Once upon a time, there was a farmer with two teenagers at home. He asked both of them to help out with the day’s farm work. One of them responded, Sure thing, Dad. I’ll get to it right after breakfast. The other told his father, I’m really busy. Find someone else. At the end of the day, the first teen never got around to doing his chores, but the other one changed his mind and kept the farm running. Which of these two teenagers did what their father asked?
In my experience, religious affiliation is no predictor of kindness or decency. There are many non-Christians who demonstrate the love of Jesus just as well – or better! – than many Christians. They care for their families, work hard, and contribute to the community. They give till it hurts. They may say no to Dad in the morning, but by the end of the day, they’ve done the work.
On the other hand, there are plenty of examples of religious folks who say all the right words but lead lives of selfishness. These are the teenagers who say, Yeah, sure thing, Dad, but never make it farther than the XBox.
As someone who identifies with the label Christian, this is confusing to me. Shouldn’t those of us who claim to follow Jesus be demonstrably holier than those who don’t? If Jesus is the image of the invisible God, shouldn’t we who believe in him look more like he does?
Does it even matter whether we are Christians or not? In a certain sense, maybe not. I see no evidence that claiming religious faith results in what Scripture calls the fruit of the spirit: love, joy, peace, patience, kindness, goodness, faithfulness, gentleness, self-control. Paul writes that against such things there is no law, and it seems clear that no religious rules or identity can produce these virtues.
Now, spiritual depth – that’s something else. When someone is filled with the living power of the Holy Spirit, we can sense it instinctively. When we’re in the presence of a person who’s life is saturated with the love of Christ, it’s contagious. Yet, I’ve seen no evidence that this spiritual depth and grounding is restricted to those who identify themselves as Christians – or even theists. The Holy Spirit moves as she pleases, even if it makes us Christians uncomfortable!
So what is the point of believing in God, or Jesus for that matter? For me, the simplest answer is that he’s the realest real I know. I profess belief in the Creator, and in his son Jesus, because I have experienced the power of the Holy Spirit in my own life. To deny the reality and source of this power would simply be dishonest and inauthentic.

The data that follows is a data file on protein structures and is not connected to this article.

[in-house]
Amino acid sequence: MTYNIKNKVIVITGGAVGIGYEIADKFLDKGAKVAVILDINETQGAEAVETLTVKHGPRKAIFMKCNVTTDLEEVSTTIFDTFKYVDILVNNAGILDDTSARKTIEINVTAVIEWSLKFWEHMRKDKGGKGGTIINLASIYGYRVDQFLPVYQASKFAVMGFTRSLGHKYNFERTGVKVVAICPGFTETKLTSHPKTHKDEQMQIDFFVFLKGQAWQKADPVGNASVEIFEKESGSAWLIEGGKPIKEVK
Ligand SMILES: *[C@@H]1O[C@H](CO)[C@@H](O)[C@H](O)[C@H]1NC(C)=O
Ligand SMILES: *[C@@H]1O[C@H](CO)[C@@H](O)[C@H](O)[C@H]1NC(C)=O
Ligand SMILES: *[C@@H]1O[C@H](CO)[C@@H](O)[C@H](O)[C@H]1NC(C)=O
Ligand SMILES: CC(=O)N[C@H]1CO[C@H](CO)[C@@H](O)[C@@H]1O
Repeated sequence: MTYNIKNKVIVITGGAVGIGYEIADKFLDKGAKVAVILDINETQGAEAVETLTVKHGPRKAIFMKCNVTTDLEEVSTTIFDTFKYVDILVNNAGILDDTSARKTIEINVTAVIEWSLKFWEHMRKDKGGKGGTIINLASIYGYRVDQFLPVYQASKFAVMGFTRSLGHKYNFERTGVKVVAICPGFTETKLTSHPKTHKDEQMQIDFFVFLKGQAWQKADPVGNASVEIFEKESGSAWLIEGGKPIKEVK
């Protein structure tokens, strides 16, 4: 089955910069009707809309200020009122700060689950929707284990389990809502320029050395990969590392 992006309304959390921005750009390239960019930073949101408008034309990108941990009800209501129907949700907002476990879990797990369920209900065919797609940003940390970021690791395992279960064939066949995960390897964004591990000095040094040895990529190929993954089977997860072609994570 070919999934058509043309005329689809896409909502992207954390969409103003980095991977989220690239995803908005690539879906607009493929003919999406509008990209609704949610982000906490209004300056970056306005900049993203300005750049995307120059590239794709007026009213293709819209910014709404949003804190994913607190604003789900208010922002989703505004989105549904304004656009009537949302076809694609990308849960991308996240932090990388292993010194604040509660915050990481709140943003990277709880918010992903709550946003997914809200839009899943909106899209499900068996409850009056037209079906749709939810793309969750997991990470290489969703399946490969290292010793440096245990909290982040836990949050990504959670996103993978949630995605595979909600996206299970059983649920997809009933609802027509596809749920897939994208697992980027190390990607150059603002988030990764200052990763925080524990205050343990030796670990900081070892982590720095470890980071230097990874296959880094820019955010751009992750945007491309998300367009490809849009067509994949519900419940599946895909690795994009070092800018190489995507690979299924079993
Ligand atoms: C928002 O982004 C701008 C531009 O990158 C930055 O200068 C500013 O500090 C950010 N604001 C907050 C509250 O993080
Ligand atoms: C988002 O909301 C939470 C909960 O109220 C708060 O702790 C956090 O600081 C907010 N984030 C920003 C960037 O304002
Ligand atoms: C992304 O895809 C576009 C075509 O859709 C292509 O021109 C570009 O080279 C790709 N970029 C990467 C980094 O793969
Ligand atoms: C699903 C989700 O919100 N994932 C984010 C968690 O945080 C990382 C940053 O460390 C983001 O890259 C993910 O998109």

However, it’s easy to hold abstract beliefs about God and Jesus without allowing those beliefs to make a meaningful impact on my life. Christianity can become more about feeling good about myself than walking as Jesus did. The sad truth is, there are many Christians who look less like Jesus than the average atheist.
Still, it’s always nice to put a name with a face. It’s possible to experience Christ’s power without knowing his identity, but knowing who we’re in relationship with is so helpful. Religious faith – and the Christian tradition in particular – exists to provide us with a frame of reference as we allow ourselves to be re-made in God’s image. When I consciously commit myself to following Jesus, I find context and community for the work of transformation.
When I choose to say yes to Jesus as my lord and teacher, savior and friend, I am invited to participate in his ministry and take on his character. When I embrace the story of the crucified messiah, I stand before an open door. This doorway leads to a life of humble service to others. It opens me to extraordinary, self-giving love for those around me. It promises a radically different way of living that profoundly challenges the status quo.
Doors are built to be walked through, however, not merely admired. I could stand at the threshold my whole life, discussing how wonderful the door frame is. I could teach seminary classes on the mystery of doorknobs! But if I never walk through the door, all this knowledge and appreciation is worthless. What’s the point of knowing the way if I never walk in it?
I invite you to share in the comments below:
- Can you remember a time when the Holy Spirit showed up in an unexpected way, through an unexpected person?
- Which of the two teenagers is most like you? Do you say yes but then fail to follow through, or do you say no but do the work anyway?
- What needs to change in your life so that you can walk through the door of faith?